Excited-State Switching Frustrates the Tuning of Properties in Triphenylamine-Donor-Ligand Rhenium(I) and Platinum(II) Complexes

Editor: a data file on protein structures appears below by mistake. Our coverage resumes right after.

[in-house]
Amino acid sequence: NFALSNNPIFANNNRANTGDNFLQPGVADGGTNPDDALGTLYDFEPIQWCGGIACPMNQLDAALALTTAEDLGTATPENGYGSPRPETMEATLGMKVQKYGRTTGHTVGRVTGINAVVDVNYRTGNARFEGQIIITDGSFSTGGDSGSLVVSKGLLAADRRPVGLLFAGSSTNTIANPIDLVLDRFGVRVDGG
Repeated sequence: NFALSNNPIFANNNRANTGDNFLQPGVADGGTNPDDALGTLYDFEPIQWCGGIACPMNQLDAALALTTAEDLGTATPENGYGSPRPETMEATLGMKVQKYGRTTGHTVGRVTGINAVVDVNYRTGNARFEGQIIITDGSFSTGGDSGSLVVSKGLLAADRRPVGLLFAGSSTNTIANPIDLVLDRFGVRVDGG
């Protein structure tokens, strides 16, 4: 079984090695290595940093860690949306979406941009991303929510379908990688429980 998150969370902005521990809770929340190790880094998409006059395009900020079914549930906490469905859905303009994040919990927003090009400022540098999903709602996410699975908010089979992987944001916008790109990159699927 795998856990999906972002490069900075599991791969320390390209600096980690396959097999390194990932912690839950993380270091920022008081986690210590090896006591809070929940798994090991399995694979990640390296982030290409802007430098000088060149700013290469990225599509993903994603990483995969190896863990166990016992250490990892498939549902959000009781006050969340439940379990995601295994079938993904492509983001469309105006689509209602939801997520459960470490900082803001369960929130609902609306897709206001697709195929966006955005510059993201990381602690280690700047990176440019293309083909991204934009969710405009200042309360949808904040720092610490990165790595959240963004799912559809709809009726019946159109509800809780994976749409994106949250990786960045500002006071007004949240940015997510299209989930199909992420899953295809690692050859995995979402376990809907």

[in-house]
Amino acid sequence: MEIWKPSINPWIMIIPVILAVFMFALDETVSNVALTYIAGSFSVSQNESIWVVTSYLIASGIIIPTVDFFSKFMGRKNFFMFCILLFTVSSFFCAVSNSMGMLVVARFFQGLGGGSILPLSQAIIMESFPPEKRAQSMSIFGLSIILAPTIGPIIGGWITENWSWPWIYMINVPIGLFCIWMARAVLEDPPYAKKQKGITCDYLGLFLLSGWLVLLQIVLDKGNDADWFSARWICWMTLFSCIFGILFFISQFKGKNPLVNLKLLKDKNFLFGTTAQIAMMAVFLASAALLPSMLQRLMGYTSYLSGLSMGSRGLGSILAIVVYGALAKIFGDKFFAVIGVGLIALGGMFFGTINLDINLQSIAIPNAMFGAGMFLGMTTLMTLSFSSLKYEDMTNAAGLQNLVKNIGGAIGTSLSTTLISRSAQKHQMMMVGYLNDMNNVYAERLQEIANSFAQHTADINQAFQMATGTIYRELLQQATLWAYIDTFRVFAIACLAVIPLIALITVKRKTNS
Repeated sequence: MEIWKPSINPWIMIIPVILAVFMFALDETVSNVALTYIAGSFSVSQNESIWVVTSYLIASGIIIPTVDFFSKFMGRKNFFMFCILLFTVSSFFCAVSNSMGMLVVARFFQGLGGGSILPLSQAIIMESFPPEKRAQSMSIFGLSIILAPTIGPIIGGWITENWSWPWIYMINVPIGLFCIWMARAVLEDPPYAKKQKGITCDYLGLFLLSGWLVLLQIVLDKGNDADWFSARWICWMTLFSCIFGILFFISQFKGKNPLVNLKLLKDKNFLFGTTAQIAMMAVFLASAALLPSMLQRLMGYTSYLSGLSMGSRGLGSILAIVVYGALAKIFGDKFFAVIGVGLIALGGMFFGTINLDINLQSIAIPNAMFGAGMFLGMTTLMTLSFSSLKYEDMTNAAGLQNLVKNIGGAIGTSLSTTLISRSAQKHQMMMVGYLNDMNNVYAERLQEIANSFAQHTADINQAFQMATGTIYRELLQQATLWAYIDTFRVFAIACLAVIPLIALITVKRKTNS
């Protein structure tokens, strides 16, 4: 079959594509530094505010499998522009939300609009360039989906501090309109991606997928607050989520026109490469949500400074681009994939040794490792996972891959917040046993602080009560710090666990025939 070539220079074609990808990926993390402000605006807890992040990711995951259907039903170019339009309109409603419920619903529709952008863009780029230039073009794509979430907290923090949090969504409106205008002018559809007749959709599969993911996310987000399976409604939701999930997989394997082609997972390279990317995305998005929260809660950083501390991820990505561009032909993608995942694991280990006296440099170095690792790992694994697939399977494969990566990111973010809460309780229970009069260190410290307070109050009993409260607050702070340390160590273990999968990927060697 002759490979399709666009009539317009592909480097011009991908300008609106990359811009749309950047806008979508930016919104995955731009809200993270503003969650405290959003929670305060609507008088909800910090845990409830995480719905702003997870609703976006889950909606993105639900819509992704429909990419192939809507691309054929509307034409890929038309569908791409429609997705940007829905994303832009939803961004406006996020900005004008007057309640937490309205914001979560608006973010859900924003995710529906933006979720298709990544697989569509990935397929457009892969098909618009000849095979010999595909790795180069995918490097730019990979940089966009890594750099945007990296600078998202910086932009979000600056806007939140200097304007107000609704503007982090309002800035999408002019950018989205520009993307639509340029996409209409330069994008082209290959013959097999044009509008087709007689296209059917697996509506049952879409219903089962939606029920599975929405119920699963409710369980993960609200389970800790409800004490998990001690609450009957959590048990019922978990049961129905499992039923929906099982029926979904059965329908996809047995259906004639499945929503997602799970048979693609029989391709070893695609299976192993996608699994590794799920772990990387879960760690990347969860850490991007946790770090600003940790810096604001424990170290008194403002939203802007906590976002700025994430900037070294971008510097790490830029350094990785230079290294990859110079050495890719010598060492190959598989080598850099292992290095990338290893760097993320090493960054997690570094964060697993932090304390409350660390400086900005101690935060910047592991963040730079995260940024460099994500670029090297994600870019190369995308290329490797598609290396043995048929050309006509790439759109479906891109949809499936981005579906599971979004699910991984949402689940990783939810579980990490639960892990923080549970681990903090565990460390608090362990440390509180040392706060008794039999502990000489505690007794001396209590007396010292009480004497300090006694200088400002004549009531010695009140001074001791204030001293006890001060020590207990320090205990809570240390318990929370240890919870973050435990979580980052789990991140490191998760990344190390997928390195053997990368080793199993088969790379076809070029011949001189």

The photophysical properties of a series of rhenium(I) tricarbonyl and platinum(II) bis(acetylide) complexes containing a triphenylamine (TPA)-substituted 1,10-phenanthroline ligand have been examined. The complexes possess both metal-to-ligand charge-transfer (MLCT) and intraligand charge-transfer (ILCT) transitions that absorb in the visible region. The relative energies and ordering of the absorbing CT states have been successfully controlled by changing the metal center and modulating the donating ability of the TPA group through the addition of electron-donating methoxy and electron-withdrawing cyano groups. The ground-state properties behave in a predictable manner as a function of the TPA substituent and are characterized with a suite of techniques including electronic absorption spectroscopy, resonance Raman spectroscopy, electrochemistry, and time-dependent density functional theory calculations. However, systematic control over the ground-state properties of the complexes does not extend to their excited-state behavior. Unexpectedly, despite variation of both the MLCT and ILCT state energies, all of the luminescent complexes displayed near-isoenergetic emission at 298 K, yet the emissive lifetimes of the complexes vary from 290 ns to 3.9 μs. Excited-state techniques including transient absorption and transient resonance Raman, combined with a suite of quantum-chemical calculations, including scalar relativistic effects to elucidate competitive excited-state relaxation pathways, have been utilized to aid in assignment of the long-lived state in the complexes, which was shown to possess differing 3MLCT and 3ILCT contributions across the series.